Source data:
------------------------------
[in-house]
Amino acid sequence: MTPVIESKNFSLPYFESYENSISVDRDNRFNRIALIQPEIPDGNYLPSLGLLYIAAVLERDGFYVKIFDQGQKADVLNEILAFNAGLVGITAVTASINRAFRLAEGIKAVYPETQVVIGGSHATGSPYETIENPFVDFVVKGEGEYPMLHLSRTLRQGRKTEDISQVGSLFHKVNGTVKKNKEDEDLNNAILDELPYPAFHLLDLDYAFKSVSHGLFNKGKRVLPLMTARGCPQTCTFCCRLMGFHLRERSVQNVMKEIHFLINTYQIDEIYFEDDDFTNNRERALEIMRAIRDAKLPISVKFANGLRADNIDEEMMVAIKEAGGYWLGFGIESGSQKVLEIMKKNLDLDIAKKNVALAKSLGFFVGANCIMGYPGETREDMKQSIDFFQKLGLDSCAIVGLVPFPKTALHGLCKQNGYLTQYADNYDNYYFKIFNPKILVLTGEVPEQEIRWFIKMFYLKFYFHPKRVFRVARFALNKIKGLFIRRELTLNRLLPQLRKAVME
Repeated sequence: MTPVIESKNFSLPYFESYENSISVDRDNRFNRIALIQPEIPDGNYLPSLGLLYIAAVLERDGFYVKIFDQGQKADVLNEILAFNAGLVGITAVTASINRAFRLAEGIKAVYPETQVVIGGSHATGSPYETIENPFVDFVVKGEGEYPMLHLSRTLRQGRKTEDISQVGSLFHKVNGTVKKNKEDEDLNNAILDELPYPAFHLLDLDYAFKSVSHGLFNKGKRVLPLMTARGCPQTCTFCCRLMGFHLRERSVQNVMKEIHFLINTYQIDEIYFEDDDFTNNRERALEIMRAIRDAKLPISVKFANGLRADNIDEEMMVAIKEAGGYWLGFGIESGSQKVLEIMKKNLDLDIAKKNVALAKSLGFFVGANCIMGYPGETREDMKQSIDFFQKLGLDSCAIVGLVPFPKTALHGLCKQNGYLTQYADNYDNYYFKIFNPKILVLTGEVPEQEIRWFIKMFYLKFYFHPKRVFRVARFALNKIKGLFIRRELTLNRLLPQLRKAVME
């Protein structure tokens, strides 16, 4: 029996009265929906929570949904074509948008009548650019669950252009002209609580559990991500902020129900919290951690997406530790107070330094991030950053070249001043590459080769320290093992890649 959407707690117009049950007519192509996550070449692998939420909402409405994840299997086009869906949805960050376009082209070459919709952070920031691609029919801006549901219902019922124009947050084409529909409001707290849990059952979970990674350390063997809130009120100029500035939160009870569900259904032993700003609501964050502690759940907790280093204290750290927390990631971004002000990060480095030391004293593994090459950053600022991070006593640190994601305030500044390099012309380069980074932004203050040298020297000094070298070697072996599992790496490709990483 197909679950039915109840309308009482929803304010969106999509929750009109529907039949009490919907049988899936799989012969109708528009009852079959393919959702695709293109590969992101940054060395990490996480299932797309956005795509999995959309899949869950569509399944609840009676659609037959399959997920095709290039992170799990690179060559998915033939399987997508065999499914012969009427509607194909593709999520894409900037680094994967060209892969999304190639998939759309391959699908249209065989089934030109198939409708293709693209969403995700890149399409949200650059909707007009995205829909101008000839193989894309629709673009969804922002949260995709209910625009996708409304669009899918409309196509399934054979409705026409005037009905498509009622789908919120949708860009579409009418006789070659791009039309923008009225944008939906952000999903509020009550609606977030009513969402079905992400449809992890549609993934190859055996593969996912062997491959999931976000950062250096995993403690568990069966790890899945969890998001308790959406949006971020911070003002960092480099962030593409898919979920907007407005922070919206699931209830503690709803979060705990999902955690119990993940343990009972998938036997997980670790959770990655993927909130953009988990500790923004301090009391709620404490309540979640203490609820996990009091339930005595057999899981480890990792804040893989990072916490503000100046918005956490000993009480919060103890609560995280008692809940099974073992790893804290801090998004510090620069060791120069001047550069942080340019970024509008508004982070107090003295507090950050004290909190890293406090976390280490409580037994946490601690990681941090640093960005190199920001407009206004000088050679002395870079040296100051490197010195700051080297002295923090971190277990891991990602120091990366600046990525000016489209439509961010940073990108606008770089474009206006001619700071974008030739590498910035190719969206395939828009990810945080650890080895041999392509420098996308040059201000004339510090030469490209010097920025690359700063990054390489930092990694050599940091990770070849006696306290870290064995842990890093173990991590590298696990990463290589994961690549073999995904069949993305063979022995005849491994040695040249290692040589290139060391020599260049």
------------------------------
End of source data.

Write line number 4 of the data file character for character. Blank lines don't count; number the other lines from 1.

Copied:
């Protein structure tokens, strides 16, 4: 029996009265929906929570949904074509948008009548650019669950252009002209609580559990991500902020129900919290951690997406530790107070330094991030950053070249001043590459080769320290093992890649 959407707690117009049950007519192509996550070449692998939420909402409405994840299997086009869906949805960050376009082209070459919709952070920031691609029919801006549901219902019922124009947050084409529909409001707290849990059952979970990674350390063997809130009120100029500035939160009870569900259904032993700003609501964050502690759940907790280093204290750290927390990631971004002000990060480095030391004293593994090459950053600022991070006593640190994601305030500044390099012309380069980074932004203050040298020297000094070298070697072996599992790496490709990483 197909679950039915109840309308009482929803304010969106999509929750009109529907039949009490919907049988899936799989012969109708528009009852079959393919959702695709293109590969992101940054060395990490996480299932797309956005795509999995959309899949869950569509399944609840009676659609037959399959997920095709290039992170799990690179060559998915033939399987997508065999499914012969009427509607194909593709999520894409900037680094994967060209892969999304190639998939759309391959699908249209065989089934030109198939409708293709693209969403995700890149399409949200650059909707007009995205829909101008000839193989894309629709673009969804922002949260995709209910625009996708409304669009899918409309196509399934054979409705026409005037009905498509009622789908919120949708860009579409009418006789070659791009039309923008009225944008939906952000999903509020009550609606977030009513969402079905992400449809992890549609993934190859055996593969996912062997491959999931976000950062250096995993403690568990069966790890899945969890998001308790959406949006971020911070003002960092480099962030593409898919979920907007407005922070919206699931209830503690709803979060705990999902955690119990993940343990009972998938036997997980670790959770990655993927909130953009988990500790923004301090009391709620404490309540979640203490609820996990009091339930005595057999899981480890990792804040893989990072916490503000100046918005956490000993009480919060103890609560995280008692809940099974073992790893804290801090998004510090620069060791120069001047550069942080340019970024509008508004982070107090003295507090950050004290909190890293406090976390280490409580037994946490601690990681941090640093960005190199920001407009206004000088050679002395870079040296100051490197010195700051080297002295923090971190277990891991990602120091990366600046990525000016489209439509961010940073990108606008770089474009206006001619700071974008030739590498910035190719969206395939828009990810945080650890080895041999392509420098996308040059201000004339510090030469490209010097920025690359700063990054390489930092990694050599940091990770070849006696306290870290064995842990890093173990991590590298696990990463290589994961690549073999995904069949993305063979022995005849491994040695040249290692040589290139060391020599260049």